Climate Projections Very Likely Underestimate Future Volcanic Forcing and Its Climatic Effects

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jats:titleAbstract</jats:title>jats:pStandard climate projections represent future volcanic eruptions by a constant forcing inferred from 1850 to 2014 volcanic forcing. Using the latest ice‐core and satellite records to design stochastic eruption scenarios, we show that there is a 95% probability that explosive eruptions could emit more sulfur dioxide (SOjats:sub2</jats:sub>) into the stratosphere over 2015–2100 than current standard climate projections (i.e., ScenarioMIP). Our simulations using the UK Earth System Model with interactive stratospheric aerosols show that for a median future eruption scenario, the 2015–2100 average global‐mean stratospheric aerosol optical depth (SAOD) is double that used in ScenarioMIP, with small‐magnitude eruptions (<3 Tg of SOjats:sub2</jats:sub>) contributing 50% to SAOD perturbations. We show that volcanic effects on large‐scale climate indicators, including global surface temperature, sea level and sea ice extent, are underestimated in ScenarioMIP because current climate projections do not fully account for the recurrent frequency of volcanic eruptions of different magnitudes.</jats:p>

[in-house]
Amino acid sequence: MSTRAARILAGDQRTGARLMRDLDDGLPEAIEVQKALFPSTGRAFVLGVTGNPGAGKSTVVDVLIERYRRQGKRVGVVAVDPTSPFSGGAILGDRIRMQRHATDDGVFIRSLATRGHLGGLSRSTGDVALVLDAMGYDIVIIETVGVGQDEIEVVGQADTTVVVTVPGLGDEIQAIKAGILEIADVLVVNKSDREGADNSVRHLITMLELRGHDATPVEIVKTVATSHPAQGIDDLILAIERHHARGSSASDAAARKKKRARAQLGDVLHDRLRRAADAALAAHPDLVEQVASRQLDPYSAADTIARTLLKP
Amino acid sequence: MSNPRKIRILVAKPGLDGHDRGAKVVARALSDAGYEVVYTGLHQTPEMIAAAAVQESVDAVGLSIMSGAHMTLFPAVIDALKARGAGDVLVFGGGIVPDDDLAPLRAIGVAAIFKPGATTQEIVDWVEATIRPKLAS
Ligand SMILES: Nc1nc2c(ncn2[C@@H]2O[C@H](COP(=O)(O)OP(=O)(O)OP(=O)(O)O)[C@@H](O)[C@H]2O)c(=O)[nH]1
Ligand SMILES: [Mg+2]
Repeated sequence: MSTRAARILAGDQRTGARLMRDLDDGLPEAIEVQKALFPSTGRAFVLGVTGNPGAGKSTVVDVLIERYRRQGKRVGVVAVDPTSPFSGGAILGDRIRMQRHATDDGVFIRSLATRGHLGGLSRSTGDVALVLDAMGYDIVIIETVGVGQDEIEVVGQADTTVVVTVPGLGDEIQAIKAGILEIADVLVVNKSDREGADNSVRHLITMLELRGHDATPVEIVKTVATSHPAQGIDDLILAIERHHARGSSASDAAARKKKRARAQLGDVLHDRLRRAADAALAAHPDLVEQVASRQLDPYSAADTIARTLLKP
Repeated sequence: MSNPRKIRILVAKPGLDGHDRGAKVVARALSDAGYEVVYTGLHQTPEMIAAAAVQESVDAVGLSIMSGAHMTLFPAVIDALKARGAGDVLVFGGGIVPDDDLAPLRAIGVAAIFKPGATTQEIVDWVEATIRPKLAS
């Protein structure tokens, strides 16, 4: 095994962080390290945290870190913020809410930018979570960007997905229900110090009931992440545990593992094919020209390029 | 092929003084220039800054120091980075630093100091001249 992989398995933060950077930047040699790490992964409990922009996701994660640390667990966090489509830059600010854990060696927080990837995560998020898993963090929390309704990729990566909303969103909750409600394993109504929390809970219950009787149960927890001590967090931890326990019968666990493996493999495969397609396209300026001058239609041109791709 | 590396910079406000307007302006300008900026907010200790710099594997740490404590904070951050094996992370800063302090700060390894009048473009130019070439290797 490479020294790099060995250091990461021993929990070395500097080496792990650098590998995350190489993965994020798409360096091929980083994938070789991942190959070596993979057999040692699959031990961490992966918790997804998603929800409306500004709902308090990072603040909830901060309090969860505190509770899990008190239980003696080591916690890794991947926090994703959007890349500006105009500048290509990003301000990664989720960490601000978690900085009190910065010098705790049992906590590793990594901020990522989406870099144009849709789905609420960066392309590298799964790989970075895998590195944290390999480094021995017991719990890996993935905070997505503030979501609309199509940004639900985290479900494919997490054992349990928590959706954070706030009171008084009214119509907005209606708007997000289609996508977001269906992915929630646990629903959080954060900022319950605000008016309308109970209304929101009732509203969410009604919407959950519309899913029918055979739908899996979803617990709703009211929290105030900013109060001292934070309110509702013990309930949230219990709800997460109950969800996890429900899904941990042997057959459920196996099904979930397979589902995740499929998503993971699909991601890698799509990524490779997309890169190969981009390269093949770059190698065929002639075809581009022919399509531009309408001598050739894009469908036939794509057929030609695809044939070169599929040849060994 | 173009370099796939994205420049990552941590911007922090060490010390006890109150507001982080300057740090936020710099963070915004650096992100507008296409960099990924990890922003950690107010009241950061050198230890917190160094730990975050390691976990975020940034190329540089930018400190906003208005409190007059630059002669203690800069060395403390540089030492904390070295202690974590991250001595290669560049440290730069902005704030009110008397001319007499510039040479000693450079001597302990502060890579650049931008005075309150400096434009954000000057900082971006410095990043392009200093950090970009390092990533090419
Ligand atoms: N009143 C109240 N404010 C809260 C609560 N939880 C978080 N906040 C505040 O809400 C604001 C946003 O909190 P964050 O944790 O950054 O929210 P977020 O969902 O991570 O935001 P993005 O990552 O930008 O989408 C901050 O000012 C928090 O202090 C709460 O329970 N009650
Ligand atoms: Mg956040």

Funder: Croucher Foundation; doi:

Funder: Met Office Hadley Climate Program

Funder: Cambridge Commonwealth, European & International Trust

volcanic eruptions, climate, aerosol-climate modeling, earth system model, stratospheric aerosols
Journal Title
Geophysical Research Letters
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American Geophysical Union (AGU)
Natural Environment Research Council (NE/S000887/1)
Natural Environment Research Council (NE/S00436X/1)
European Commission Horizon 2020 (H2020) Marie Sk?odowska-Curie actions (835939)
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